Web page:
Important Changes To Pennsylvania’s Power of Attorney Law Could Affect Your Estate Plan

POAEffective January 1, 2015, Pennsylvania has updated its Power of Attorney Act (20 Pa.C.S. §§ 5601 – 5612).* See House Bill 1429 for full changes to power of attorney (POA) laws.

One of the major changes was the execution of POAs.  For example, when you sign your POA, it must be witnessed by two people and notarized. The witnesses cannot be the notary or an agent designated in the POA.  In addition, if you are unable to sign the POA, you must specifically direct another individual to sign the POA and there must be two witnesses and a notary to sign as well. 20 Pa.C.S. §5601(b).

The Notice provisions required in every POA have also been modified. The Notice informs you, as the person signing the POA that you can grant broad authority to your Agent (the person you appoint to make decisions for you) including the ability to give away or change how your property is distributed at your death. The Notice also advises you to seek the advice of an attorney before signing the document to make sure that you understand it. 20 Pa.C.S. §5601(c).

Another modification to the POA Act was the Acknowledgement signed by the Agent.  The Acknowledgment requires your Agent to agree that he or she  will act in the accordance with your reasonable expectations and in your best interest. In addition, it requires your Agent to agree to act in good faith and only in the scope of authority that you have given to him or her.  20 Pa.C.S. §5601(d).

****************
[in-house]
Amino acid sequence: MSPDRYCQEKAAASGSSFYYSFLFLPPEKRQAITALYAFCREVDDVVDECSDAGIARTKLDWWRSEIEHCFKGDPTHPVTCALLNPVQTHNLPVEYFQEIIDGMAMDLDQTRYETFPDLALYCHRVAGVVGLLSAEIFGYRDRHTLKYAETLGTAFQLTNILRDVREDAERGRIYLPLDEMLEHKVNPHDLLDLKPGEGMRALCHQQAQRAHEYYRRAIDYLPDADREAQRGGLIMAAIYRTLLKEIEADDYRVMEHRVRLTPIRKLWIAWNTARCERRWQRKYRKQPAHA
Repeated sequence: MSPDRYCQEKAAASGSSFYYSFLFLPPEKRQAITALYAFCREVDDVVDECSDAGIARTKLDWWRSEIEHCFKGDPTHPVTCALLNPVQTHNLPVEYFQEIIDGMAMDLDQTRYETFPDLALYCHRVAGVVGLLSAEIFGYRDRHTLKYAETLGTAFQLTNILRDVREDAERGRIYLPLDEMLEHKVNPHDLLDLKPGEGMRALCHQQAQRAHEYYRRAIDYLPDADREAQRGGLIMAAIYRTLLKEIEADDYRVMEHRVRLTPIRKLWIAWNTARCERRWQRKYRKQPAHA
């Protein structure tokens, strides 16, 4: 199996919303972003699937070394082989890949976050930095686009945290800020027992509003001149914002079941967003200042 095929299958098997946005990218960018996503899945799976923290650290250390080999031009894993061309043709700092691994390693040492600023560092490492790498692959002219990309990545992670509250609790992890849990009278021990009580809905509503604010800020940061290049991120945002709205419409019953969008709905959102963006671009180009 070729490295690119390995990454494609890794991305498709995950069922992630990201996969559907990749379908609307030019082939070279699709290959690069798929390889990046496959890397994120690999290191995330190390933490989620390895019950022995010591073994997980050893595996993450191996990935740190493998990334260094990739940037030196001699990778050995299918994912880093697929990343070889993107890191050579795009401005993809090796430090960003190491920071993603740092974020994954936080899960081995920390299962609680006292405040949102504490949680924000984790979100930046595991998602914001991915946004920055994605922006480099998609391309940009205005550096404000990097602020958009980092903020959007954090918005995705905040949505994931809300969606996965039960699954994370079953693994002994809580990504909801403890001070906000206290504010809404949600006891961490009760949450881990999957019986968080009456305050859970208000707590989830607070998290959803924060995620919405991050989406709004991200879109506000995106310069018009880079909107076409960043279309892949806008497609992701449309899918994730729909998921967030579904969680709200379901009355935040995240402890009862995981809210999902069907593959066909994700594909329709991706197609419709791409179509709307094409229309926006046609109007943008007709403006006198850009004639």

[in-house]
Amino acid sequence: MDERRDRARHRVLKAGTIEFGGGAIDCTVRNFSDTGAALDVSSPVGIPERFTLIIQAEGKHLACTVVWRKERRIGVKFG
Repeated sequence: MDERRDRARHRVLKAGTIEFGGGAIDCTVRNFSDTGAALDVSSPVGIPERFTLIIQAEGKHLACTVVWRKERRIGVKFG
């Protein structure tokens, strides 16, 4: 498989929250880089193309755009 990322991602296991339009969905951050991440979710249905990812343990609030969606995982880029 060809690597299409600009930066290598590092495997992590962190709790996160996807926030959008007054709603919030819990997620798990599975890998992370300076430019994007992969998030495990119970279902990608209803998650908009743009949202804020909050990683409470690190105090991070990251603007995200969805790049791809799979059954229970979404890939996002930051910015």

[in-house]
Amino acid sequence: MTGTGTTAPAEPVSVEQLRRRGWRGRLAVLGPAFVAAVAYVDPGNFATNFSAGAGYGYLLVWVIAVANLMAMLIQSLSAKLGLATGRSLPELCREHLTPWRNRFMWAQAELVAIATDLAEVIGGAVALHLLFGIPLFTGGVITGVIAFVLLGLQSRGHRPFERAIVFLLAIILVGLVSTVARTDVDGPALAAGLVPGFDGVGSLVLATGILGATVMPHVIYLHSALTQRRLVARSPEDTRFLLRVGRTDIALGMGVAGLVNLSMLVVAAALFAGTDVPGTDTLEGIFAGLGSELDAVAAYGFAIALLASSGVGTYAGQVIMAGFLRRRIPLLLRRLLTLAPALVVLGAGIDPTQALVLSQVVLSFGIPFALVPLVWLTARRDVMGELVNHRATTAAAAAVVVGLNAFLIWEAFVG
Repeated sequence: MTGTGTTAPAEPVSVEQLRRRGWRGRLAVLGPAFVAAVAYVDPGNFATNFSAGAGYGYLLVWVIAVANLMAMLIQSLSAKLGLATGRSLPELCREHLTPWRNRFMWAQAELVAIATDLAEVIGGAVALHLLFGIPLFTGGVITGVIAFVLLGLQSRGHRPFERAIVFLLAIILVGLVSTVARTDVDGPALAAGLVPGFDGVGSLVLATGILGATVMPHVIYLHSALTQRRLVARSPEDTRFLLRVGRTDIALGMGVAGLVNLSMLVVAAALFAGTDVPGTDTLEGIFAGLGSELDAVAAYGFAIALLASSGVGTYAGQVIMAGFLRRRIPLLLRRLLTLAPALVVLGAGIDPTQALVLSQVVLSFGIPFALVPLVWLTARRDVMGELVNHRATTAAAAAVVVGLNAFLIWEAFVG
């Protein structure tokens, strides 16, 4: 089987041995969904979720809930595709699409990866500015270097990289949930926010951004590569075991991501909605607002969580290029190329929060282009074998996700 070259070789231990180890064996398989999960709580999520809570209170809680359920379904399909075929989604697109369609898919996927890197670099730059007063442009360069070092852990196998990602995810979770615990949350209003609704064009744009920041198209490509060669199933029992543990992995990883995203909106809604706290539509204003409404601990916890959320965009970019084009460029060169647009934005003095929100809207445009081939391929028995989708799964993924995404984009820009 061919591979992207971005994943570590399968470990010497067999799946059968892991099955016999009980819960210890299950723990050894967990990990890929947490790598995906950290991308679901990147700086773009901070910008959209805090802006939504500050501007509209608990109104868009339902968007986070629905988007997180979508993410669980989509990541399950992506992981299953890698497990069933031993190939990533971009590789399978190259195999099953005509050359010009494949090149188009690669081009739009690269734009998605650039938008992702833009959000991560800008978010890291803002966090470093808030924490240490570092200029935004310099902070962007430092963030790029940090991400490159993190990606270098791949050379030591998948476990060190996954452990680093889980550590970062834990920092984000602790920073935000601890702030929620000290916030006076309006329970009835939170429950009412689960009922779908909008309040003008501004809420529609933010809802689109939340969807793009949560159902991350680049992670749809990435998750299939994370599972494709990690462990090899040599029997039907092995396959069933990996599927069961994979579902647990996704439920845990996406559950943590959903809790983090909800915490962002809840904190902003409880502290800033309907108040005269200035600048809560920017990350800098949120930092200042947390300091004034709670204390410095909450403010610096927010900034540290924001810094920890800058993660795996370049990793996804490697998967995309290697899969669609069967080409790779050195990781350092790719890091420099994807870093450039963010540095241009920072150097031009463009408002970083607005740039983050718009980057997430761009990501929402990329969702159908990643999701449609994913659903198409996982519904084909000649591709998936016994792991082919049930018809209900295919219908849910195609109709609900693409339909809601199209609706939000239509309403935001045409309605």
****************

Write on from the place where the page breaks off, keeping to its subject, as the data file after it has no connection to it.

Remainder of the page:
The major change to the POA Act was the grant of authority provisions.  Section 5601.4(a).  This section now requires certain “hot powers” to be expressly granted to your Agent in the document.  For example, if you would like to grant your Agent the authority to create or change rights of survivorship, create or change beneficiary designations, delegate authority granted under the power of attorney or disclaim property, including a power of appointment, you must specifically give that power to your Agent in the POA.  For a full list of all “hot powers,” see Section 5601.4(a).

Your current POA is not necessarily invalid because of this Act.  However, depending on the language outlined in your document, you may be subject to additional scrutiny or your agent may be unable to exercise one or more of the powers identified in your document.  I recommend that you consult with your attorney to determine whether your POA is valid under the current Act.

*A few provisions of the Power of Attorney Act went into effect when the House Bill was signed on July 2, 2014.

For more information on this topic Powers of Attorney, contact a member of our Estates and Trusts Group at (724) 776-8000.
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